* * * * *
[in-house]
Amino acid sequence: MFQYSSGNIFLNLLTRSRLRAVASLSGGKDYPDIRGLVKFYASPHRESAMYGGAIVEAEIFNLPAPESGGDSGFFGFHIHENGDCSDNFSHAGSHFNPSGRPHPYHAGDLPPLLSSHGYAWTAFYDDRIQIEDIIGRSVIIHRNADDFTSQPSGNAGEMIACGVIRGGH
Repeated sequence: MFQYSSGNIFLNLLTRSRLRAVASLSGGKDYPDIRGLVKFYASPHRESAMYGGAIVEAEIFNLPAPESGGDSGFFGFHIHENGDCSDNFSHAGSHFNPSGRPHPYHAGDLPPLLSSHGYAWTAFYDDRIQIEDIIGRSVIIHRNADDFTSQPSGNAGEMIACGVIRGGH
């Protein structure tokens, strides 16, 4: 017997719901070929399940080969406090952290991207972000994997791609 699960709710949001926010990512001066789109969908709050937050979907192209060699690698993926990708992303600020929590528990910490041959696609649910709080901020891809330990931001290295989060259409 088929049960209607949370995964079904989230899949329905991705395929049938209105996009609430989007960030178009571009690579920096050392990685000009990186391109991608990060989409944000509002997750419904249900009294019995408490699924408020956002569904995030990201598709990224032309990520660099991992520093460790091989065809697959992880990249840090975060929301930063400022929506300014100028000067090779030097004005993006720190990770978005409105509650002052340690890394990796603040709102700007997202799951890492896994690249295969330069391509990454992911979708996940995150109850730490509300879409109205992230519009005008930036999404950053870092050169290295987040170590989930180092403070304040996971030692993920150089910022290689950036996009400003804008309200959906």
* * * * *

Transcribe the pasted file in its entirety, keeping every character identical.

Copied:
[in-house]
Amino acid sequence: MFQYSSGNIFLNLLTRSRLRAVASLSGGKDYPDIRGLVKFYASPHRESAMYGGAIVEAEIFNLPAPESGGDSGFFGFHIHENGDCSDNFSHAGSHFNPSGRPHPYHAGDLPPLLSSHGYAWTAFYDDRIQIEDIIGRSVIIHRNADDFTSQPSGNAGEMIACGVIRGGH
Repeated sequence: MFQYSSGNIFLNLLTRSRLRAVASLSGGKDYPDIRGLVKFYASPHRESAMYGGAIVEAEIFNLPAPESGGDSGFFGFHIHENGDCSDNFSHAGSHFNPSGRPHPYHAGDLPPLLSSHGYAWTAFYDDRIQIEDIIGRSVIIHRNADDFTSQPSGNAGEMIACGVIRGGH
């Protein structure tokens, strides 16, 4: 017997719901070929399940080969406090952290991207972000994997791609 699960709710949001926010990512001066789109969908709050937050979907192209060699690698993926990708992303600020929590528990910490041959696609649910709080901020891809330990931001290295989060259409 088929049960209607949370995964079904989230899949329905991705395929049938209105996009609430989007960030178009571009690579920096050392990685000009990186391109991608990060989409944000509002997750419904249900009294019995408490699924408020956002569904995030990201598709990224032309990520660099991992520093460790091989065809697959992880990249840090975060929301930063400022929506300014100028000067090779030097004005993006720190990770978005409105509650002052340690890394990796603040709102700007997202799951890492896994690249295969330069391509990454992911979708996940995150109850730490509300879409109205992230519009005008930036999404950053870092050169290295987040170590989930180092403070304040996971030692993920150089910022290689950036996009400003804008309200959906």